Dubai was a desert a short while ago which has been converted into a modern jungle of skyscrapers and modern infrastructure with an economy that boasts cutting edge applications and systems. Anambra is, on the other hand, a different jungle of often misdirected energy and untamed decoration mistaken for investment, crying for a direction informed by modern economics and the laws of science and technology. In order to advance and take Nigeria with it, Anambra needs to undertake a rapid political baptism of fire. Its big money population needs to be taught to waste less money and effort announcing to Nigeria that it has arrived. Adopting the wasteful culture of old Nigeria will not bring the development Anambra needs. The young money people of Anambra need to learn new investment strategies and the wisdom of more modest homes and life styles. No one is impressed by how many carats of gold bedeck the casket of your dead parents or how many barrels of champagne you drown the rest of Nigeria in just to announce your arrival.

The profile of Anambra has simplified the task and the choice of the next governor it needs. How do we rescue the old glory of an enlightened state? How do we transform entrepreneurial energy into sustainable development? How do we point Nigeria in the direction of modern economic development using local wealth as core content? How do we rescue the politics of state governance from ‘any how’ to ‘know how’? These are the questions on the table in Anambra this Saturday.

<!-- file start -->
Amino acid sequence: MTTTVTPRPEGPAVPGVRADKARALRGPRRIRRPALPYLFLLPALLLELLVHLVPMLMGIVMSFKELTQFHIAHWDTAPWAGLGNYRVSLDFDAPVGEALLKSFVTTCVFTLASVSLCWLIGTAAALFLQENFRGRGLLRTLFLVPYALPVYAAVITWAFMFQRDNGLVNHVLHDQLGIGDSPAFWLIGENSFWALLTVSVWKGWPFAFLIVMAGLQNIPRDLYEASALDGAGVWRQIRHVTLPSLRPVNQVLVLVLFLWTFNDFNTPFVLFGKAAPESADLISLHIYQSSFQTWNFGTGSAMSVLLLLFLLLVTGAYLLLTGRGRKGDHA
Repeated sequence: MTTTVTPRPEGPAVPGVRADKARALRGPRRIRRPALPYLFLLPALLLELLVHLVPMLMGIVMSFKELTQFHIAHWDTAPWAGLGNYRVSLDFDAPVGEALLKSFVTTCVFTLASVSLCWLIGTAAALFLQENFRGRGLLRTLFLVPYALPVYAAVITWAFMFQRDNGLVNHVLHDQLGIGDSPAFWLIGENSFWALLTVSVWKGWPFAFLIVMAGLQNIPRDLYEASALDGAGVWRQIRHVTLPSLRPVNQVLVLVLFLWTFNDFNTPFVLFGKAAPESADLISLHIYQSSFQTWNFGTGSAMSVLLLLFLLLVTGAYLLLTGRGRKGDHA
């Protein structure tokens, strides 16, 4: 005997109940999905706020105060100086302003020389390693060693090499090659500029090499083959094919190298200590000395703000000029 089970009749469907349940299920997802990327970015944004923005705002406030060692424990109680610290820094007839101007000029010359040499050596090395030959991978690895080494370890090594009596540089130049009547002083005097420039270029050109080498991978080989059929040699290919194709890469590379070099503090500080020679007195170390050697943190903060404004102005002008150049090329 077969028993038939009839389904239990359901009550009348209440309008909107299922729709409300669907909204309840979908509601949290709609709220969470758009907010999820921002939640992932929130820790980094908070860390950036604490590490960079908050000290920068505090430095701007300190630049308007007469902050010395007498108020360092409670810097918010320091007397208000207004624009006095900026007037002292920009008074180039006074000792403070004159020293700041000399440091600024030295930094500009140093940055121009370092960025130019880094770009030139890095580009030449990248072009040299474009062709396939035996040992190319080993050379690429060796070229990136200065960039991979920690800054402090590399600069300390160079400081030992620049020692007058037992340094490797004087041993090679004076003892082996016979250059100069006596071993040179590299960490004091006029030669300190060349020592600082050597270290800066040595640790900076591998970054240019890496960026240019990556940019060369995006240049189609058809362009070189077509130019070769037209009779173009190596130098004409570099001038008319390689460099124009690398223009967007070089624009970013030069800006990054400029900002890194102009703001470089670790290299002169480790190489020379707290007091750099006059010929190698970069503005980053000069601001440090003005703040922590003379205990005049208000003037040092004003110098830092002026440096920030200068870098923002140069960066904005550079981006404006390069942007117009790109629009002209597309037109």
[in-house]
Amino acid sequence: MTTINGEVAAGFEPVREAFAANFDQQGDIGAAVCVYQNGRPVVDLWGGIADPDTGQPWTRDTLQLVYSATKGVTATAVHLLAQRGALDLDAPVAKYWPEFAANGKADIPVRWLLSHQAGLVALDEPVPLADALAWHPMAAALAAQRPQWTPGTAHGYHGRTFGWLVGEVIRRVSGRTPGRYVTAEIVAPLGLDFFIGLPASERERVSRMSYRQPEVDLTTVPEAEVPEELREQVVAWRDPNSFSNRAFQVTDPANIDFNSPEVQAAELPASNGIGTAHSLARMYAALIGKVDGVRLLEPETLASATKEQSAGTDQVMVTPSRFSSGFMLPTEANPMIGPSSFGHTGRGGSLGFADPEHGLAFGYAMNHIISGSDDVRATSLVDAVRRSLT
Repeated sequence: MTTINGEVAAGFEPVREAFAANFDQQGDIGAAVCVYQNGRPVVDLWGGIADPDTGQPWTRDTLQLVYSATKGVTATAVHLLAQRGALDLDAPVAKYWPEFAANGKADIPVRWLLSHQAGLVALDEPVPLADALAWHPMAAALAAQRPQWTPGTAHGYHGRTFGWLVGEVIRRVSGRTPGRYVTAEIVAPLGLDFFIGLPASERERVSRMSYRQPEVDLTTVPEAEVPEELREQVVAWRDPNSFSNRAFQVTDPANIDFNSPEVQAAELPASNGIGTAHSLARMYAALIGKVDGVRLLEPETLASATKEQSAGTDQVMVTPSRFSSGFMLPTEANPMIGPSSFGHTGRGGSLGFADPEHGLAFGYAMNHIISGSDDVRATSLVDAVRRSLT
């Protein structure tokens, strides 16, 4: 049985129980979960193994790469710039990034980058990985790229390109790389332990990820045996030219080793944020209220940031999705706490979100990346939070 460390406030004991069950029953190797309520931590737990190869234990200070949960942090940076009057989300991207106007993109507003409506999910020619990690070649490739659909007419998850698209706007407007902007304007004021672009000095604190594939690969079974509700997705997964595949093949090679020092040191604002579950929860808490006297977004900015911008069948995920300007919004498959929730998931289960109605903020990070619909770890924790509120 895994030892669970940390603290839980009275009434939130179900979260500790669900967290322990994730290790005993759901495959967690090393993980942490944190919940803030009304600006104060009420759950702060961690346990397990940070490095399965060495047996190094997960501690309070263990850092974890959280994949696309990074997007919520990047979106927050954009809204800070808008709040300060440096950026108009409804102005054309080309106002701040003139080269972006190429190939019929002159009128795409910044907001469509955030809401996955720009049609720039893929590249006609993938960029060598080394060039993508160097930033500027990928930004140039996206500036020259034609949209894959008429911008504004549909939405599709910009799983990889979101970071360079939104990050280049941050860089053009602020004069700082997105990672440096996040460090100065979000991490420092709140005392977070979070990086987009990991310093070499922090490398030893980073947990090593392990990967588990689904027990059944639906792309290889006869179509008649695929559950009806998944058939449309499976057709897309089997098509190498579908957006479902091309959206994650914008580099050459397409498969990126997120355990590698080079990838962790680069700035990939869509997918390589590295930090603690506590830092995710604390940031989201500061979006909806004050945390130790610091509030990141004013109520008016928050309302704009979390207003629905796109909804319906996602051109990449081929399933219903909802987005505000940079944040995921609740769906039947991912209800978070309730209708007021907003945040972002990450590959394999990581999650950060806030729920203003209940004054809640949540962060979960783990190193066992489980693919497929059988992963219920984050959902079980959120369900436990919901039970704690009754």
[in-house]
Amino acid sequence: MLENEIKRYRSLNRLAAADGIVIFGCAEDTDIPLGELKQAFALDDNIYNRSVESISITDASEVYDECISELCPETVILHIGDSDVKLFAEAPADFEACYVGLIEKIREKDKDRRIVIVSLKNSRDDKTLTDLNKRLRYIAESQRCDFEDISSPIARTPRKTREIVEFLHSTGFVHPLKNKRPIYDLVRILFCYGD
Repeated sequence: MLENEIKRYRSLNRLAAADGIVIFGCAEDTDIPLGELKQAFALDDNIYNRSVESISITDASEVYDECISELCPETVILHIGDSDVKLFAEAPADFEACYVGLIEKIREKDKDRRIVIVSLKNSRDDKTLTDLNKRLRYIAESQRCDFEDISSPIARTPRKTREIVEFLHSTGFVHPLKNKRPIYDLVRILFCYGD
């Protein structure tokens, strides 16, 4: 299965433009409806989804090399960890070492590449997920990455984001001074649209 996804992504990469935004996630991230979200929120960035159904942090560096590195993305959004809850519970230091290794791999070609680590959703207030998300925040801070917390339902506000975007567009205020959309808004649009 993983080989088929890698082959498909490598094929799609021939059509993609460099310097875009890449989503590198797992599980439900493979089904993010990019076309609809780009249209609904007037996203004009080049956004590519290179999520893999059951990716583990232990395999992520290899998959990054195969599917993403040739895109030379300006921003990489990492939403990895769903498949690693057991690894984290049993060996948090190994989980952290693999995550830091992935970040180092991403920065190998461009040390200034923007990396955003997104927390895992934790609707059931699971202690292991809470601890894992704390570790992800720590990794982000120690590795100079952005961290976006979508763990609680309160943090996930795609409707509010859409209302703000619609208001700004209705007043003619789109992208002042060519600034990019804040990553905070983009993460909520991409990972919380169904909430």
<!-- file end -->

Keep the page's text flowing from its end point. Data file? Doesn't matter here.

I am not from Anambra state. I do not belong to any political party neither do I know any of the contestants in person except by reputation. But from everything I know and have read about the key contestants and their track records, it seems to me that Charles Soludo is about the only one on this ballot who is equipped to answer the urgent questions that trouble Anambra. He has the economic literacy and global exposure to understand how best to galvanize the potentials of Anambra into a bursting modern potential for Nigeria. His track record of beneficial innovation as Governor of the Central Bank of Nigeria attest to a tested hand and a clear head to tame the wild dragon of Anambra’s more prodigal recent departures. I am casting a voice vote from a distance, not just for Charles Soludo but for the real reasons for this election. It is a referendum, a choice  between noisy stagnation and purposeful modernization.

Above everything else, this Saturday’s election is a contest for Nigeria rising: above violence, disorder, divisiveness and looming anarchy. The Anambra election is about Nigeria facing hope founded on democracy and true justice.